Los Angeles Lakers vs. New Orleans Hornets: Postgame Grades and Analysis for LA

Jeff NisiusContributor IIDecember 5, 2012

Los Angeles Lakers vs. New Orleans Hornets: Postgame Grades and Analysis for LA

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    With 1:17 left in the second quarter of the Los Angeles Lakers' 103-87 victory over the New Orleans Hornets Wednesday night, Kobe Bryant drove to the middle from the right baseline and hit a floater over Robin Lopez to become the youngest player in league history to score 30,000 points.

    New Orleans led most of the first half, but things began to change after Kobe hit the scoring milestone. The Lakers came out energized after the half and really locked down the Hornets on defense.

    Antawn Jamison hit a three 42 seconds into the third quarter, and the Lakers would never look back, outscoring the Hornets 56-39 in the second half.

    The Lakers were led by Kobe’s 29 points and six rebounds. Metta World Peace led the team in rebounding with nine, while Dwight Howard blocked five shots.

    Ryan Anderson was virtually unguardable and had 31 points to go along with nine rebounds for New Orleans. The Lakers defenders were unable to check the hot-shooting forward all night. 

    Greivis Vasquez tried to help Anderson out by scoring 16 points and dishing nine assists, but the Lakers proved to be too much on the night.

Point Guard

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    Chris Duhon: B+

    While Chris Duhon did not look to score much, he still found ways to impact the game. Duhon was able to attack Greivis Vasquez and break down the defense, and was also extremely efficient in the pick-and-roll on his way to a 10-assist, five-rebound night.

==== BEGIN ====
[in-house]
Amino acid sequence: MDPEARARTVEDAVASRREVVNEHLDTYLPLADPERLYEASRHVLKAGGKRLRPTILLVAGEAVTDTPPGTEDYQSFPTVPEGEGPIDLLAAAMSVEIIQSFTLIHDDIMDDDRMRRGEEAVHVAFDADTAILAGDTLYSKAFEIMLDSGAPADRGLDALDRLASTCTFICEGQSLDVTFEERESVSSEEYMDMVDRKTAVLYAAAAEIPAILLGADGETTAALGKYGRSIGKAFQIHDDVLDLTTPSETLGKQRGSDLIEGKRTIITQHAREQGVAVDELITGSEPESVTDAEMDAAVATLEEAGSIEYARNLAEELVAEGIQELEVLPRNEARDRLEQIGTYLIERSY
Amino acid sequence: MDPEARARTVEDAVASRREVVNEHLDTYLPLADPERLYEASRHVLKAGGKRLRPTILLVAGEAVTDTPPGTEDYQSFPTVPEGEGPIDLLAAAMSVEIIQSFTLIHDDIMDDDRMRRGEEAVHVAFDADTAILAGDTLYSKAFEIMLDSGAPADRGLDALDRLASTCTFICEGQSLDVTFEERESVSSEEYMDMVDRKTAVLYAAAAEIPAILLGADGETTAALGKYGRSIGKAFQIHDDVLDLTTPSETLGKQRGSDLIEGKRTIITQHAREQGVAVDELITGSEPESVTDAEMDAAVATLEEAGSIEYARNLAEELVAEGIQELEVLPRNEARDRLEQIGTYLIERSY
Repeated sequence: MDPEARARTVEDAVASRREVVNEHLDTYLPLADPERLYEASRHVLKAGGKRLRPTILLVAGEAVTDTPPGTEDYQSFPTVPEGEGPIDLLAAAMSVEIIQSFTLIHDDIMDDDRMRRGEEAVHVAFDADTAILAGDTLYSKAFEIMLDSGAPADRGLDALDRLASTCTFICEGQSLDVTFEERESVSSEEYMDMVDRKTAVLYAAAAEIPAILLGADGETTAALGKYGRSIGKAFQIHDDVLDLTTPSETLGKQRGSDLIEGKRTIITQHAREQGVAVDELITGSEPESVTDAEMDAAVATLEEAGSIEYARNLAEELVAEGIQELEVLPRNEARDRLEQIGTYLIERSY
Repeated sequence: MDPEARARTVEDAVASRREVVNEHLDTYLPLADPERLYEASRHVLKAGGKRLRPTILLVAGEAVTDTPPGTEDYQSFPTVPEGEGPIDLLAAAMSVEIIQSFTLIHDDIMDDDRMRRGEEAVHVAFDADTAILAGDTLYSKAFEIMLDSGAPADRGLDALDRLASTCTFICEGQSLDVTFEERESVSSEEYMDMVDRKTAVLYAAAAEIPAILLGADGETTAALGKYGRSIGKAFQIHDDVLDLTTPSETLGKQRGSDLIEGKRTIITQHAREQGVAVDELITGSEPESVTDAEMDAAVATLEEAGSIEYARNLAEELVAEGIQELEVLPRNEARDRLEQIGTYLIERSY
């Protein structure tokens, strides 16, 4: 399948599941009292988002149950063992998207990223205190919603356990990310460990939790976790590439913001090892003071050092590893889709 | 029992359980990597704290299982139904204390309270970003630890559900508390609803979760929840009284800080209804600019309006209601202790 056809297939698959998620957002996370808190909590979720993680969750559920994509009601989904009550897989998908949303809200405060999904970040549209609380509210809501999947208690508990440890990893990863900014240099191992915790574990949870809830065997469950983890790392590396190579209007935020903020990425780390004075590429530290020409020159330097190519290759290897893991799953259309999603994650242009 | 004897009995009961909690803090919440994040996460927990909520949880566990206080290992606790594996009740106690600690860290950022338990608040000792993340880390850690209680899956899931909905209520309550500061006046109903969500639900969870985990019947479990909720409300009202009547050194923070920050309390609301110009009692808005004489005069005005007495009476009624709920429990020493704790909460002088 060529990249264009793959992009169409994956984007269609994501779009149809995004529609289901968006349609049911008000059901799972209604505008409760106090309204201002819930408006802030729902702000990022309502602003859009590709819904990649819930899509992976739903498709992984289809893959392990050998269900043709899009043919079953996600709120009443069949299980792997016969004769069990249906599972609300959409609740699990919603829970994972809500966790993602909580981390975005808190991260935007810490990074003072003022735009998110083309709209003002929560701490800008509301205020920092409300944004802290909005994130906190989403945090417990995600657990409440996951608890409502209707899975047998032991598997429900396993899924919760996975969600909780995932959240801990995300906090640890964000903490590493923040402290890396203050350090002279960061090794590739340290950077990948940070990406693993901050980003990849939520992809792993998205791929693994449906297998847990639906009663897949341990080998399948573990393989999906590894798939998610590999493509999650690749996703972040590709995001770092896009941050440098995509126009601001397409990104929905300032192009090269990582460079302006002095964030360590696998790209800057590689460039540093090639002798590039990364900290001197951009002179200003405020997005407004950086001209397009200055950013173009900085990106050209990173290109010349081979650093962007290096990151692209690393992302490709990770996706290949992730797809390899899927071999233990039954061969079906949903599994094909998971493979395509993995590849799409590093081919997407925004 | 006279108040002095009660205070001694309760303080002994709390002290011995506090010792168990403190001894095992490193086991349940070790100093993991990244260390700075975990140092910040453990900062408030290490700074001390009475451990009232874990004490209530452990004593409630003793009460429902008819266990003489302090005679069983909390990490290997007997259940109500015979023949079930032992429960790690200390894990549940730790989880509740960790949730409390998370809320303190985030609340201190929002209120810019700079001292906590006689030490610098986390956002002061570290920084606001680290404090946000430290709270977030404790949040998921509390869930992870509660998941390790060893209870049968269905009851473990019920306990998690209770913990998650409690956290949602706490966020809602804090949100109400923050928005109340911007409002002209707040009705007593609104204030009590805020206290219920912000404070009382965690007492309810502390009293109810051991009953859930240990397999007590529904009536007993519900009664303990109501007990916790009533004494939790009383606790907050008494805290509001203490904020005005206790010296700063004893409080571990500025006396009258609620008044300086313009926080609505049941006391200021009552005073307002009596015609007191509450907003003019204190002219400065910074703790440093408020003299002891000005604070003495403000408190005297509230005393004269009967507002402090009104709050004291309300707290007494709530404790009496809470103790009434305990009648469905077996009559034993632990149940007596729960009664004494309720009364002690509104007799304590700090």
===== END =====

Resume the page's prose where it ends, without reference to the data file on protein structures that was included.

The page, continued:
His role was clearly defined Wednesday night, as the other four starters were firing on all cylinders offensively.

Shooting Guard

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    Kobe Bryant: A

    Kobe Bryant entered the game needing 13 points in order to reach 30,000 points for his career. Bryant scored 29 and joined Kareem Abdul-Jabbar, Karl Malone, Michael Jordan and Wilt Chamberlain as the fifth player in NBA history to join the hallowed club. 

    Kobe’s efficiency was on display all night long, finishing 10-of-17 from the floor with six rebounds, four assists and three steals.

    The Hornets simply did not have anybody on the roster capable of defending Kobe. As such, Kobe deferred to Dwight Howard early and allowed the game to come to him.

    Congratulations on the milestone achievement, Kobe.

Small Forward

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    Metta World Peace: B+

    Metta World Peace had an extremely active night, especially on the glass. The mercurial forward scored 11 points and grabbed a team-high nine rebounds.

    While the Lakers gave up too many offensive rebounds for the second straight game, Metta did a great job of contributing wherever he was needed. He hit the boards hard in the first quarter, scored well with the second unit, and switched on to Ryan Anderson in attempts to slow him down.